A Brief History of Lake City:
Recreation & Tourism, 1915-1954
Lake City's mountain environs offered an array of outdoor recreation that encompassed fishing, hunting, boating, mountain climbing, horseback riding, hiking, tent camping, and picnicking.
Local merchants accommodated sportsmen; for example, Last Chance Livery and Feed Stable advertised "Fine Saddle Horses" and "Special Arrangements for Fishing and Hunting Parties" at the turn of the century.
Lake City Café and Bakery offered to "cook your trout" and packed picnic lunches for visitors. An early booster club promoted boat racing on Lake San Cristobal. Within town, diversions included horse and bicycle racing around a quarter mile-circular track built about 1910 at Ball Flats.
Fishing perhaps had the broadest appeal. Lake San Cristobal, Crystal Lake, Waterdog Lake, Lake Fork River, and Henson Creek promised native, brook, and rainbow trout, some as large as eight to ten pounds.
An editorial in The Silver World and Lake City Times extolled the "dozen lakes and 175 miles of streams - the best trout waters in America. And the expense is less."*
The Denver & Rio Grande Railroad catered to sportsmen by dropping them off at their favorite fishing holes along the lower Lake Fork. Trout raising also became a minor industry and local businessmen raised fish in Waterdog Lake and others, for sale to Denver hotels and to the Denver & Rio Grande dining car service. In the 1950s, local businesspeople built fishing lakes near Slumgullion Pass.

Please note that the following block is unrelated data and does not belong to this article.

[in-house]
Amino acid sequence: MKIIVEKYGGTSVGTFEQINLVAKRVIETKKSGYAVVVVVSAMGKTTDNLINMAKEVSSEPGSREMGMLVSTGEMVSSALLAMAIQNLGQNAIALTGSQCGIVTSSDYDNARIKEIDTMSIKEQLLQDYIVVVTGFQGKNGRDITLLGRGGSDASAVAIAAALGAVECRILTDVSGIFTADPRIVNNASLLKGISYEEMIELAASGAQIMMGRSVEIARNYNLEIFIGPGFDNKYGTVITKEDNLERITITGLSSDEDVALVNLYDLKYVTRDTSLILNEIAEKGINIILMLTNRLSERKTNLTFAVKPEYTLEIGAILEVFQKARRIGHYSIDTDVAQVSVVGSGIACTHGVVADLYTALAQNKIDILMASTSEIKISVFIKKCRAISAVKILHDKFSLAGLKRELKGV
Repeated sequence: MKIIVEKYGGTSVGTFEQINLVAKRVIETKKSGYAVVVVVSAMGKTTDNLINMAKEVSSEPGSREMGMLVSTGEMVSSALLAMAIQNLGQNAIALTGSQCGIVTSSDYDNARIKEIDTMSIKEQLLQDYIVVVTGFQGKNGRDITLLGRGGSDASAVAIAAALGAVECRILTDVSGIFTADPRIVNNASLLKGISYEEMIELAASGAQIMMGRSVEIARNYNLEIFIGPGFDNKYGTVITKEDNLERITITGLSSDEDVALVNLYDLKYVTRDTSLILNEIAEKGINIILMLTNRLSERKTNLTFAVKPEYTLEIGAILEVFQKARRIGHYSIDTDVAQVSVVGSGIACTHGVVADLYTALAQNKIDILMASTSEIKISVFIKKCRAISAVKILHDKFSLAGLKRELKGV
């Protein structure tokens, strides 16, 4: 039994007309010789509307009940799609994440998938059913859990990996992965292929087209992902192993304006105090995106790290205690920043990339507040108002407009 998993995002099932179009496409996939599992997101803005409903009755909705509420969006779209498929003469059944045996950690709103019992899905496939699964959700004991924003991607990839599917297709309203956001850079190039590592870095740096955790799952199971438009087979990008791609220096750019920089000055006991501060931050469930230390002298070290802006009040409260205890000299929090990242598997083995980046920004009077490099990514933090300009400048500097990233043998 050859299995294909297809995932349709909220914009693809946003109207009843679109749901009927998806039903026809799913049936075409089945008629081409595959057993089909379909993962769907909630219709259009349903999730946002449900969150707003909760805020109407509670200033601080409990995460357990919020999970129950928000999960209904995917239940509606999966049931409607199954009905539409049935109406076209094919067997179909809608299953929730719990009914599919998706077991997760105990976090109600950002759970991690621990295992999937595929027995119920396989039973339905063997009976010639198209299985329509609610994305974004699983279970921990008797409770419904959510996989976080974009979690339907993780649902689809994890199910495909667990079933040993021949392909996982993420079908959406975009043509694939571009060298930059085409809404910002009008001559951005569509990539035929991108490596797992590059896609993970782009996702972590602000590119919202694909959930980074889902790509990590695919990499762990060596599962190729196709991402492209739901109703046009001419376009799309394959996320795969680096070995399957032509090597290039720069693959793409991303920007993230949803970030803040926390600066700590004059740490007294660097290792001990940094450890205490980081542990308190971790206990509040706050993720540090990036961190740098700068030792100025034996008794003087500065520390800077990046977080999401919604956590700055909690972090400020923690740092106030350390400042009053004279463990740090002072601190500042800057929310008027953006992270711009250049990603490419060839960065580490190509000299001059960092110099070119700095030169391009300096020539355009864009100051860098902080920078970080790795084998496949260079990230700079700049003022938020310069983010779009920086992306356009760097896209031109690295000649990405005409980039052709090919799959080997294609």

Surrounded by expansive forests, the upper Lake Fork proved to be a hunter's paradise. Sportsmen were invited to Lake City's "happy hunting grounds" and promised "if you make Lake City your camp headquarters you can be sure of bagging your buck." Game included deer, elk, bear, bighorn sheep, and wild turkey.**
Uncompahgre Peak and lesser mountains were covered by abandoned mining roads that became hiking trails, routes for trail rides and pack rides, and, later, jeep roads.